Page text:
Legislators in Pennsylvania are reportedly hoping that soon-to-appear legislation that would permit licensed liquor establishments, truck stops and off-track betting parlors to operate video gaming terminals has enough support to win over the American state’s casino operators and be ratified.
According to a report from the PennLive online news portal, the proposed bi-partisan legislation could generate as much as $100 million for the state in its first twelve months and up to $500 million annually after five years from the placing of as many as 40,000 of the slot-like video gaming terminals at locations across Pennsylvania.
“[The] Pennsylvania State Police estimates that over 40,000 illegal video gaming terminals are now operating in Pennsylvania and these illegal machines exist in an unlicensed, unregulated [and] untaxed platform,” Pennsylvania State Senator Guy Reschenthaler told PennLive.
The Republican is set to sponsor the as-yet-to-be-introduced legislation in the Pennsylvania State Senate and stated that the move was necessary in order to bring the illegal video gaming terminal market “out of the shadows”.
In the Pennsylvania House Of Representatives, Mark Mustio is to act as the main shepherd for the proposed measure and the Republican told PennLive that the coming legislation had been informed by past efforts to legalize video gaming terminals in Pennsylvania along with a visit to Illinois where these machines have co-existed with casinos since 2009.
“Illinois was a great pilot program for Pennsylvania to use when passing this legislation,” Mustio told the news portal before revealing that total gaming tax revenues in “The Land Of Lincoln” had increased by more than $2.1 billion in the three years since that state legalized non-casino video gaming terminals.
Mustio moreover pointed out that the legalization of casinos had not hurt lottery revenues in Pennsylvania as these had grown by $1.1 billion a year in the decade since the Mohegan Sun Pocono opened as the eastern state’s first in 2006 while he declared that he was hopeful the measure will be considered by the full Pennsylvania House Of Representatives as soon as possible.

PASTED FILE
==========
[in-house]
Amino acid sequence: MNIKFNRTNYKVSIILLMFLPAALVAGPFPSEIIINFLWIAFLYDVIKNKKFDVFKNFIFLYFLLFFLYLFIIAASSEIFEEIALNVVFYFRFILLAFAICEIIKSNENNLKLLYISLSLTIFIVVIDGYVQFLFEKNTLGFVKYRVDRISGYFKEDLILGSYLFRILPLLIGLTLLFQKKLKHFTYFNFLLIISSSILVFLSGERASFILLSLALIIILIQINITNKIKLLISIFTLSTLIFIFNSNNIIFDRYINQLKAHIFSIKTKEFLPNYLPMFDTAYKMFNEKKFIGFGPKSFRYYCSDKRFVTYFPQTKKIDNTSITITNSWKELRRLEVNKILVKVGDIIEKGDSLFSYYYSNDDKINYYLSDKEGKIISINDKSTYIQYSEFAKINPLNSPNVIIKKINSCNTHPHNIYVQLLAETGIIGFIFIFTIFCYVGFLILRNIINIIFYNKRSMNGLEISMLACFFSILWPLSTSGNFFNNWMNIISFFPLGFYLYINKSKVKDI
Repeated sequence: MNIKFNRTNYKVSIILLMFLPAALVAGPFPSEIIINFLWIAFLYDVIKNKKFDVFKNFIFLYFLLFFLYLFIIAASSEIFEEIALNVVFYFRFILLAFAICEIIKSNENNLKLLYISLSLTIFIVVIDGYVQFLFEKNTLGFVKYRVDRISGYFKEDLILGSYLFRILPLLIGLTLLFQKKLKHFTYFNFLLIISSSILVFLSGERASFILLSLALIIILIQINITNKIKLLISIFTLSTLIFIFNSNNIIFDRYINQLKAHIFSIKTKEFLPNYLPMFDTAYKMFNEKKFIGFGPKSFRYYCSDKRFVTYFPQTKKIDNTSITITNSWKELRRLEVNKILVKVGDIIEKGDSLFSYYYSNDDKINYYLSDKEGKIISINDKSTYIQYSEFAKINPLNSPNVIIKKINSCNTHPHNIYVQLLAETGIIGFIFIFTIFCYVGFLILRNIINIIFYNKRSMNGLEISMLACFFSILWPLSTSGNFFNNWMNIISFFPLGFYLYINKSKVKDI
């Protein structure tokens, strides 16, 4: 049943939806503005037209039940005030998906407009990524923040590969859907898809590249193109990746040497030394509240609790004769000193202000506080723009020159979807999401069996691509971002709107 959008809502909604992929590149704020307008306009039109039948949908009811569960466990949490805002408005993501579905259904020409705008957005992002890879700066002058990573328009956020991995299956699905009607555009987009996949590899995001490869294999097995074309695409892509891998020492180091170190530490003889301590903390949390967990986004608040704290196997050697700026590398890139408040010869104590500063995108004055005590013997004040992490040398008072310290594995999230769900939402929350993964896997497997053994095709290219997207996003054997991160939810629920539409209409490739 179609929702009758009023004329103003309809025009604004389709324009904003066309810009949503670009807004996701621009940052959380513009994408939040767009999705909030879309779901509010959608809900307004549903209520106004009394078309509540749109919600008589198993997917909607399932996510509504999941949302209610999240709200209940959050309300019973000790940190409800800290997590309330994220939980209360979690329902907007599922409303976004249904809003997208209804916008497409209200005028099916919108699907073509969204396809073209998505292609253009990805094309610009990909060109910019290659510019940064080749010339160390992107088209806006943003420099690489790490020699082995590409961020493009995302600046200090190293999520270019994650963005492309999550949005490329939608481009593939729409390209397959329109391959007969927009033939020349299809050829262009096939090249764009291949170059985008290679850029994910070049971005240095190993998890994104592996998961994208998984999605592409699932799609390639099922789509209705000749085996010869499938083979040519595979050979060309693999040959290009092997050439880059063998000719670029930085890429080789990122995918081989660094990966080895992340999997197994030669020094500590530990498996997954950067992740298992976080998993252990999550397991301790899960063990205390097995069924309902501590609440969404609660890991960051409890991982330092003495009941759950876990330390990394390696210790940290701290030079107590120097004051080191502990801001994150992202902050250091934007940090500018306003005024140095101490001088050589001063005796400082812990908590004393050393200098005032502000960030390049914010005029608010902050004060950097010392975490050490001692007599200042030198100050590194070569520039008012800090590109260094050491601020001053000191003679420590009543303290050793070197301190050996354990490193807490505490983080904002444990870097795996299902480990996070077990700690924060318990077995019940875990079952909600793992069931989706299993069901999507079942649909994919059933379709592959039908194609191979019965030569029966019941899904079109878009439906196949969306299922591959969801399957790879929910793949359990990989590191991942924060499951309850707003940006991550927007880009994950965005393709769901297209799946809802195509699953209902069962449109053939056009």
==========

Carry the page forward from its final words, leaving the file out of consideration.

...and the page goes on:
For his part, Democratic governor Tom Wolf has previously reportedly indicated that he is receptive to the idea with some conditions, which could be helped by the current measure’s inclusion of steep penalties for those who continue to operate illegal machines encompassing confiscation, large fine and license revocation provisions.
“The governor is open to forms of revenue that are sustainable and will eliminate our structural deficit,” JJ Abbott, Press Secretary for Wolf, told PennLive. “The governor believes the solution should not be detrimental to existing gaming revenues from the lottery and other activities. He will continue to work with the general assembly to meet its commitment to enact gaming legislation while not causing harm to existing operations.”
As currently written, the proposed legislation would reportedly allow licensed liquor establishments to operate up to five video gaming terminals while Pennsylvania truck stops and off-track betting parlors would have their provision capped at ten. The maximum wager would be limited to $5 whereas a daily payout ceiling of $1,000 per machine would also be instituted. The measure would additionally bar anyone under the age of 21 from playing while key employees of establishments offering the machines would be required to undergo training.
“The local tavern owner is looking at this as another way to receive some revenues to help stay afloat and also contribute to the many endeavors we contribute to [including] churches, little leagues, all kinds of youth programs and stuff like that,” Jerry McCardle from the Pennsylvania Tavern Association told PennLive. “My consensus from the tavern owners that I have talked to is that if certain parts of this bill can be worked out, overwhelmingly the tavern owner is in favor of it.”
In a move designed to win the support of Pennsylvania’s casino operators, the proposed legislation also reportedly includes a provision that would lower the base tax on slots from 34% to 29% while setting the rate for the new video gaming terminals at 34% and mandate that these fresh operators pay a 4% local share tax, which would be divided evenly between host municipalities and counties.
“Other casinos, the other eleven, are going to have to sit down with their business people and accountants too and run the math,” Eric Schippers, Public Affairs And Government Relations Senior Vice-President for Penn National Gaming Incorporated, told PennLive. “I can tell you [that] from our perspective, this bill in running that math does a good job of striking that balance between helping to mitigate [the cannibalization of casinos] and establishing a new industry in the commonwealth. Other companies will have to come to their own conclusion.”
However, Schippers was reportedly careful to stipulate that his firm’s support remains conditional on the proposed legislation remaining as currently written, which includes a provision that sees $2.5 million a year of the 34% video gaming terminal tax earmarked for firefighters and emergency services with an identical amount directed towards combating substance abuse.